Philips Hue’s users are the most spoiled when it comes to accessory options. In addition to the Aurora, you could add one of Philips Hue’s wireless dimming remotes to your setup, or maybe motion sensors — Hue offers both an indoor and an outdoor version.
My favorite of the bunch, though, is the. It’s a circular remote with four buttons that can trigger specific lights or specific Hue scenes (if you have a Hue Bridge, it can trigger Apple HomeKit devices, too). The thing that makes it truly great is that it powers itself using the kinetic energy of each button press. No batteries, no recharging — just finger power. Best of all, it won’t break the bank: You can get one right now for about $50.
If you like that finger-powered approach, but would rather have it in a light switch design that you can mount in your wall, then check out the, previously known as the Illumra. Like the Tap, it needs no batteries or wires., and comes with four programmable buttons that also support Apple HomeKit devices.
Outdoor lighting is key to a safe and secure home, so upgrading to smart outdoor lights that double as motion detectors and sync with your security system makes a lot of sense. For my money, the best way to get there is with Ring, which offers a full portfolio of affordable outdoor smart lights, all of which can sync up with your Ring cameras and sync up with Alexa for voice control, too.
My favorites of the bunch are the Ring Pathlights, especially the new solar-powered version pictured above. At just $35 a pop, each one includes a built-in motion sensor that can turn on a light or a group of lights whenever someone passes by, and they can trigger your Ring cameras to start recording, too. That’s a great way to build a smart home that’s aware of what’s going on outside.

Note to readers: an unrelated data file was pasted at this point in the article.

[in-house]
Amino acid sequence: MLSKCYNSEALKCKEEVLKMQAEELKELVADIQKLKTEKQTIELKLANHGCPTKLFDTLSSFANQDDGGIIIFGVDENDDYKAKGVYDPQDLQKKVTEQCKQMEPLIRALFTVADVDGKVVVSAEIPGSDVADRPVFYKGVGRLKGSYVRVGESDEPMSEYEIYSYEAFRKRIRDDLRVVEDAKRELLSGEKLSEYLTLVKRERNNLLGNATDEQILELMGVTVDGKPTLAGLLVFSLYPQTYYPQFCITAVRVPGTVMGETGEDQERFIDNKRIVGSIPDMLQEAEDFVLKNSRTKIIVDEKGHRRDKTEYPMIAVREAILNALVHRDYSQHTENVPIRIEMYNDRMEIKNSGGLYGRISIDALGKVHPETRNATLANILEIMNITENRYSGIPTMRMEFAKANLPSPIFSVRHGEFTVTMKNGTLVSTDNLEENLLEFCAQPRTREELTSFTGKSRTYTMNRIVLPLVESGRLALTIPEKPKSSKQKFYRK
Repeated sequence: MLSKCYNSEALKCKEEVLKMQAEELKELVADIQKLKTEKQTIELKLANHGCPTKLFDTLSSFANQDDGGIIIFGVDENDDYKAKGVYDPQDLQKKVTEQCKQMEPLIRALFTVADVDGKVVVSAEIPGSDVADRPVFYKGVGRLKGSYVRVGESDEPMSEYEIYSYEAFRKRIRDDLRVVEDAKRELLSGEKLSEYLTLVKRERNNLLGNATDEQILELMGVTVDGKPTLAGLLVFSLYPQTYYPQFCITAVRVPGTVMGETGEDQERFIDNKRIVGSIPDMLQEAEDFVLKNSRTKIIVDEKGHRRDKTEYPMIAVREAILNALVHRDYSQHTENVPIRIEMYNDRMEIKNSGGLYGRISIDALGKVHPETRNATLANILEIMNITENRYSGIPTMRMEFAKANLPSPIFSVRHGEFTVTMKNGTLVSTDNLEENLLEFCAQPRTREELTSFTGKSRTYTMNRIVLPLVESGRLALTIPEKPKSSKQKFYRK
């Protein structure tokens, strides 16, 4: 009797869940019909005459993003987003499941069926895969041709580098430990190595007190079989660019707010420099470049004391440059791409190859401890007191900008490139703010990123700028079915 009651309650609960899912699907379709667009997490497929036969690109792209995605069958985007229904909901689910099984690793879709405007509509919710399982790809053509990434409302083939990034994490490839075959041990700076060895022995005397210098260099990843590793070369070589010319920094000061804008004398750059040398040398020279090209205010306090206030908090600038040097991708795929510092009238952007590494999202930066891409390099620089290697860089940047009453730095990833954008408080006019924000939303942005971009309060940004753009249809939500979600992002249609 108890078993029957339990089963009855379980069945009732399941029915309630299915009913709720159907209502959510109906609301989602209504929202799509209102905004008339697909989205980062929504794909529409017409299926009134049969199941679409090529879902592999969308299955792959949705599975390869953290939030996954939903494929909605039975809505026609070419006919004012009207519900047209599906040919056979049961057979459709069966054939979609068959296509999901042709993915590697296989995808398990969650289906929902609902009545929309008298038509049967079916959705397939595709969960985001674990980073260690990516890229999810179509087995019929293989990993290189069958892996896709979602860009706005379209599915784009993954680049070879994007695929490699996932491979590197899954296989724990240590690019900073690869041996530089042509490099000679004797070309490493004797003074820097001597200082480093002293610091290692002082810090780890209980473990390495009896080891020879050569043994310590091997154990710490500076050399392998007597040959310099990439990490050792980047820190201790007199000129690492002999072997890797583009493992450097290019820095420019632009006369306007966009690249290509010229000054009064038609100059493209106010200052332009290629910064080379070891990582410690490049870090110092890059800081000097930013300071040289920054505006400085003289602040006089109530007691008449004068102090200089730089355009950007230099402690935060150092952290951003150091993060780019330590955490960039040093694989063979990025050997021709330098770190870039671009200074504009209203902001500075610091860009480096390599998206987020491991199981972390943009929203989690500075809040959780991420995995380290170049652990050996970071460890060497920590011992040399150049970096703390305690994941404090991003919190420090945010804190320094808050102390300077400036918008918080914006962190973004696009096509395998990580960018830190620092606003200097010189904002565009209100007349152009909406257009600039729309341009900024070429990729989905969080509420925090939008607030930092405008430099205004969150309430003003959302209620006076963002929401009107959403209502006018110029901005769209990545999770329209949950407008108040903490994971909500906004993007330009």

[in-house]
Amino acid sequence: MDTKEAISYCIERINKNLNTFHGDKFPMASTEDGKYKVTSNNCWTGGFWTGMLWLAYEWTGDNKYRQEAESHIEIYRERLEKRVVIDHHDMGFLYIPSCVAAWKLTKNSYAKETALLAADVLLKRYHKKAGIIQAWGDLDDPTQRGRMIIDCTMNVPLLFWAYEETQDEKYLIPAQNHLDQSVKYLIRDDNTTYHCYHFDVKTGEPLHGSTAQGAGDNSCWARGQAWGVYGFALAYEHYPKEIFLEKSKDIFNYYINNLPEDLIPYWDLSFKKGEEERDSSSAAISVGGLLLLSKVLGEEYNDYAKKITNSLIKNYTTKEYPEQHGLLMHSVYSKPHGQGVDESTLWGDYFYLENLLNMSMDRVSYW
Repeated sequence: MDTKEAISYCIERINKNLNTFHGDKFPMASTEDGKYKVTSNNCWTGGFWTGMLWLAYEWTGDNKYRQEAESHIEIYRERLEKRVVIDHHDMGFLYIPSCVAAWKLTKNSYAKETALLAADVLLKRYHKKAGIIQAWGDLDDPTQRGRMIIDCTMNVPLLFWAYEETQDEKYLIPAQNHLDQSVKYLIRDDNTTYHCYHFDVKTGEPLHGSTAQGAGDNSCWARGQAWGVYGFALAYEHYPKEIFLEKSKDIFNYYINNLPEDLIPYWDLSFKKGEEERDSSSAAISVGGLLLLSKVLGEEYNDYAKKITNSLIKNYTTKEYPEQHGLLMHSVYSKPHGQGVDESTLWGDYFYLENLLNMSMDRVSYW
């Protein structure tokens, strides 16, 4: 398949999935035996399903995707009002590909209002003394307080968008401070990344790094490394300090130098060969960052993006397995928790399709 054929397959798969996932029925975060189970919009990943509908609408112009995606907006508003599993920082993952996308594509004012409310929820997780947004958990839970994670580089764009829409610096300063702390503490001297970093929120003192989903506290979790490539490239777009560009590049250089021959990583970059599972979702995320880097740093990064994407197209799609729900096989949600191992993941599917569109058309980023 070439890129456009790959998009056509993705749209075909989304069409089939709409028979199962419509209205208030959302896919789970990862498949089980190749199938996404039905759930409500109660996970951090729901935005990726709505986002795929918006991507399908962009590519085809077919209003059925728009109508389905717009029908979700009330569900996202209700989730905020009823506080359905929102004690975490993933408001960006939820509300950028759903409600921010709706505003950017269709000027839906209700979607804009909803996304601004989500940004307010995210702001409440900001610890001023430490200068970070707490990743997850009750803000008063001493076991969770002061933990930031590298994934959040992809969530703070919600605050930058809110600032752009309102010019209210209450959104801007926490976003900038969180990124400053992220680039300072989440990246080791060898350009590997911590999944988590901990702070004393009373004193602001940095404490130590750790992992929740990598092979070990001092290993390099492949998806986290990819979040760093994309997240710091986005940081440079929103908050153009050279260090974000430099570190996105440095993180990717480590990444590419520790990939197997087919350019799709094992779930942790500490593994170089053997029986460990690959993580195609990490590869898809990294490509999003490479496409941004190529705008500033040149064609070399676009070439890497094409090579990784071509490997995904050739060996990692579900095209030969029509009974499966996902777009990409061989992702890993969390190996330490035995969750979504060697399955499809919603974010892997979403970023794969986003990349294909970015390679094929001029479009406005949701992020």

You’ll need a Ring Bridge in your home in order to use them, but you can currently get one bundled with two solar-powered smart Pathlights for $90.
Read more on HDOT.
The best smart lights
|Best white-light smart bulb||Wyze Bulb||$8 each, plus shipping||Works with Alexa, Google Assistant and IFTTT||See it online|
|Best smart floodlight LED||Philips Hue White BR30 Floodlight LED||$20 each, or 2 for $35||Works with Apple HomeKit, Alexa, Google Assistant and IFTTT||See it online|
|Best color-changing smart bulb||Lifx Mini LED||$38 each||Works with Apple HomeKit, Alexa, Google Assistant, Cortana and IFTTT||See it online|
|Best smart light strip||Lifx Z Multicolor Light Strip||$100 for a 6.6-ft. starter kit, $30 for 3.3-ft. extensions||Works with Apple HomeKit, Alexa, Google Assistant, Cortana and IFTTT||See it online|
|Best smart switch||Lutron Caseta In-Wall Dimmer Switch||About $100 for a 1-switch starter kit, about $60 for each additional switch||Works with Apple HomeKit, Alexa, Google Assistant and IFTTT||See it online|
|Best color-changing wall panels||Nanoleaf Hexagons||$200 for a 7-panel starter kit||Works with Apple HomeKit, Alexa, Google Assistant and IFTTT||See it online|
|Best smart lighting accessory||Lutron Aurora dimmer dial||$40 each||Works with Philips Hue||See it online|
|Best outdoor smart light||Ring Pathlight||$30 each for battery-powered, $35 each for solar, requires Ring Bridge||Works with Alexa||See it online|
Learn more about making your home more connected
- 1 Other white-light smart LEDs worth considering
- 2 Other smart BR30 floodlights worth considering
- 3 Other color-changing smart bulbs worth considering
- 4 Other smart light strips worth considering
- 5 Other smart light switches worth considering
- 6 Other color-changing light panels worth considering
- 7 Other smart lighting accessories worth considering
- 8 The best smart lights
- 9 Learn more about making your home more connected